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Cover Story

The Green Lantern

The Pentagon hopes that by powering the military on renewable energy, it will light the way for an American revolution in clean tech.

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Reduce, reuse, reload: Nellis Air Force Base, near Las Vegas, is the site of a 140-acre solar-panel array.(U.S. Air Force photo by Airman 1st Class Nadine Y. Barclay)

CORRECTION: An earlier version of this story incorrectly characterized the estimated sticker price of the propulsion systems in BAE's 75-ton hybrid tanks. The price range is $1 million to $2 million, which is about 5 percent to 10 percent higher than that of standard propulsion systems in combat vehicles. 

For American drivers, $4-a-gallon gasoline is painful: It bites deeply into household incomes at a time when millions of people are stretched to a breaking point. But for the U.S. military, the cost of fuel is a magnitude greater—and a matter of life or death. Fuel shipments account for the majority of the supplies trucked through Afghanistan, and militants attack the convoys almost daily. At least one member of the armed forces is killed for every 24 fuel convoys that snake their way along Afghanistan’s dangerous roads; hundreds of troops and contractors have died protecting the trucks. All of that ramps up the cost of a gallon of military gasoline to stratospheric levels. Gen. James Conway, the former Marine Corps commandant, estimated in 2009 that gas sometimes cost his forces $400 a gallon once all of the expenses were taken into account.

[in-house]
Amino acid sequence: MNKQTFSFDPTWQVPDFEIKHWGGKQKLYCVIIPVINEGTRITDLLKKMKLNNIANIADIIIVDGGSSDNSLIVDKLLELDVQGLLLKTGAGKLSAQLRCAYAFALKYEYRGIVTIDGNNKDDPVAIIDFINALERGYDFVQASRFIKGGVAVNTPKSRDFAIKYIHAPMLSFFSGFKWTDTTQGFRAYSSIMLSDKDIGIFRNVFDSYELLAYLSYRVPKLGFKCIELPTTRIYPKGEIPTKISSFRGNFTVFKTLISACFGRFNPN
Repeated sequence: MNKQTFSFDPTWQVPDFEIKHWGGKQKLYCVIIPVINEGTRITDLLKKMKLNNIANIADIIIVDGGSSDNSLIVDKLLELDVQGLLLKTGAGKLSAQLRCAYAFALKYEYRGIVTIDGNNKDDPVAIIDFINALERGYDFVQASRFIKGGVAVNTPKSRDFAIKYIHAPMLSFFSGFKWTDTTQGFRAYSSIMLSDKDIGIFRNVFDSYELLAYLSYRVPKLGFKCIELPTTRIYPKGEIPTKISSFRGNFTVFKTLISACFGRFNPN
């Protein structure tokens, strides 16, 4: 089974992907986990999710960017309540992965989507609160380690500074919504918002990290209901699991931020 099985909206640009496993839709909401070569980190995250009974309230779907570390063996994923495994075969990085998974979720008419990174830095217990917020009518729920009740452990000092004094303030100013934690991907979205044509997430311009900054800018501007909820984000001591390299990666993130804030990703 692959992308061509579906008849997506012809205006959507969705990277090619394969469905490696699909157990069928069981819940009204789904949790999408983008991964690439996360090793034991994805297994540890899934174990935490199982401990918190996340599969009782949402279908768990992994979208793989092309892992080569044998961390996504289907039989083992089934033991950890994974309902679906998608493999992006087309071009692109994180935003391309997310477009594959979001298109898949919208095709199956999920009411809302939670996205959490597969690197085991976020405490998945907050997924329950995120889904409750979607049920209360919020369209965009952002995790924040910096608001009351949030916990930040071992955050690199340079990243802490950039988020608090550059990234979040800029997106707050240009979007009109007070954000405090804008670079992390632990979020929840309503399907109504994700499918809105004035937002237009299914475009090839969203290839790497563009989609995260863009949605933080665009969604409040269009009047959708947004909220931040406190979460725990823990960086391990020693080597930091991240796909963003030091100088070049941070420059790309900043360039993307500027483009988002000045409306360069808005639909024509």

Because of the military’s vast energy needs, senior Defense officials say that reducing those costs is a national-security imperative. On its own, the U.S. military is the single largest industrial consumer of oil in the world. It requires approximately 125 million barrels annually—more oil than 85 percent of the world’s nations consume. Every $10 increase in the price of a barrel of crude costs the Defense Department $1.3 billion. In 2008, the year that oil and gasoline prices last reached record highs, the Pentagon spent about $20 billion on fuel alone—a burden ultimately borne, of course, by U.S. taxpayers. Energy experts predict that prices will only rise in the coming years. Meanwhile, the nation’s broader dependence on oil all but ensures that the military will remain handcuffed to the Middle East, North Africa, and other volatile-but-oil-rich parts of the world.